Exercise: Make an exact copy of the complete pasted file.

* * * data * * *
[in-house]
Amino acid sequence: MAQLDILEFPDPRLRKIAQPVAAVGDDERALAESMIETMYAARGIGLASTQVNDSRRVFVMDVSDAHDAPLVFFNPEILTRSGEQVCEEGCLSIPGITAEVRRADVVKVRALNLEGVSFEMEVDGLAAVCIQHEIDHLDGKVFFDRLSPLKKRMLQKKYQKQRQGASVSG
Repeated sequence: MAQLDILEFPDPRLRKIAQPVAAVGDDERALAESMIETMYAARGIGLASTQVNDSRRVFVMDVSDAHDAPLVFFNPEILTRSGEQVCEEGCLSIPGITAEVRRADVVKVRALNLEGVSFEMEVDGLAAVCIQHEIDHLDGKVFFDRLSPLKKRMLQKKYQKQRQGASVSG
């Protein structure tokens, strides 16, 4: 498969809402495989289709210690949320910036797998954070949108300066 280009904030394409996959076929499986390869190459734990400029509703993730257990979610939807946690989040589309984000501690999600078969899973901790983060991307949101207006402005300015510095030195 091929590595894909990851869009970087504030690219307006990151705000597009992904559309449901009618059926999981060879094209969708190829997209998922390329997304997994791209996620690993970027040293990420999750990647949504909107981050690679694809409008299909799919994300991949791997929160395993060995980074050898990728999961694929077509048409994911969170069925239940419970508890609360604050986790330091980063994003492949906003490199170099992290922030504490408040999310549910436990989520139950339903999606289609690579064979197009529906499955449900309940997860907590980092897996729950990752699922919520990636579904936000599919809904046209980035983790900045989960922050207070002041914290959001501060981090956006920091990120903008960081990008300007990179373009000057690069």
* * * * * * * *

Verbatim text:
[in-house]
Amino acid sequence: MAQLDILEFPDPRLRKIAQPVAAVGDDERALAESMIETMYAARGIGLASTQVNDSRRVFVMDVSDAHDAPLVFFNPEILTRSGEQVCEEGCLSIPGITAEVRRADVVKVRALNLEGVSFEMEVDGLAAVCIQHEIDHLDGKVFFDRLSPLKKRMLQKKYQKQRQGASVSG
Repeated sequence: MAQLDILEFPDPRLRKIAQPVAAVGDDERALAESMIETMYAARGIGLASTQVNDSRRVFVMDVSDAHDAPLVFFNPEILTRSGEQVCEEGCLSIPGITAEVRRADVVKVRALNLEGVSFEMEVDGLAAVCIQHEIDHLDGKVFFDRLSPLKKRMLQKKYQKQRQGASVSG
């Protein structure tokens, strides 16, 4: 498969809402495989289709210690949320910036797998954070949108300066 280009904030394409996959076929499986390869190459734990400029509703993730257990979610939807946690989040589309984000501690999600078969899973901790983060991307949101207006402005300015510095030195 091929590595894909990851869009970087504030690219307006990151705000597009992904559309449901009618059926999981060879094209969708190829997209998922390329997304997994791209996620690993970027040293990420999750990647949504909107981050690679694809409008299909799919994300991949791997929160395993060995980074050898990728999961694929077509048409994911969170069925239940419970508890609360604050986790330091980063994003492949906003490199170099992290922030504490408040999310549910436990989520139950339903999606289609690579064979197009529906499955449900309940997860907590980092897996729950990752699922919520990636579904936000599919809904046209980035983790900045989960922050207070002041914290959001501060981090956006920091990120903008960081990008300007990179373009000057690069």